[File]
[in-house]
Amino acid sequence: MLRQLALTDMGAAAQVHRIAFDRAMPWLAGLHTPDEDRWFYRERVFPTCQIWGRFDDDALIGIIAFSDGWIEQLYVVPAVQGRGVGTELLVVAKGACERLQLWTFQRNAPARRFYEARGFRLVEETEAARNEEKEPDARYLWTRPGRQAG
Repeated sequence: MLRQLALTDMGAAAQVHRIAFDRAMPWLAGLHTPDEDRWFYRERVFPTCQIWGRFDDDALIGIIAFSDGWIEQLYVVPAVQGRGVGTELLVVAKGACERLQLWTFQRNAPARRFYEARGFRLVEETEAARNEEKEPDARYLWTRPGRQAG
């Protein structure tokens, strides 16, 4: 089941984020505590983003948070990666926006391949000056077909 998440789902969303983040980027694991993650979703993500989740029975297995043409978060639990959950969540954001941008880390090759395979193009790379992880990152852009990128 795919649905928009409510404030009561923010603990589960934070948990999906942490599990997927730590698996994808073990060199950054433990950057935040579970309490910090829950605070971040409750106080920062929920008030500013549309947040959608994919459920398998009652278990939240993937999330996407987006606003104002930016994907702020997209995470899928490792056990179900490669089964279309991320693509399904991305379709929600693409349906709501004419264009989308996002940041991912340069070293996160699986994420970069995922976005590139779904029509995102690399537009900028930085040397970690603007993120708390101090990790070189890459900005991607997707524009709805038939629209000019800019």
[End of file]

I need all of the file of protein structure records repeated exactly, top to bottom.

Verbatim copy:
[in-house]
Amino acid sequence: MLRQLALTDMGAAAQVHRIAFDRAMPWLAGLHTPDEDRWFYRERVFPTCQIWGRFDDDALIGIIAFSDGWIEQLYVVPAVQGRGVGTELLVVAKGACERLQLWTFQRNAPARRFYEARGFRLVEETEAARNEEKEPDARYLWTRPGRQAG
Repeated sequence: MLRQLALTDMGAAAQVHRIAFDRAMPWLAGLHTPDEDRWFYRERVFPTCQIWGRFDDDALIGIIAFSDGWIEQLYVVPAVQGRGVGTELLVVAKGACERLQLWTFQRNAPARRFYEARGFRLVEETEAARNEEKEPDARYLWTRPGRQAG
């Protein structure tokens, strides 16, 4: 089941984020505590983003948070990666926006391949000056077909 998440789902969303983040980027694991993650979703993500989740029975297995043409978060639990959950969540954001941008880390090759395979193009790379992880990152852009990128 795919649905928009409510404030009561923010603990589960934070948990999906942490599990997927730590698996994808073990060199950054433990950057935040579970309490910090829950605070971040409750106080920062929920008030500013549309947040959608994919459920398998009652278990939240993937999330996407987006606003104002930016994907702020997209995470899928490792056990179900490669089964279309991320693509399904991305379709929600693409349906709501004419264009989308996002940041991912340069070293996160699986994420970069995922976005590139779904029509995102690399537009900028930085040397970690603007993120708390101090990790070189890459900005991607997707524009709805038939629209000019800019």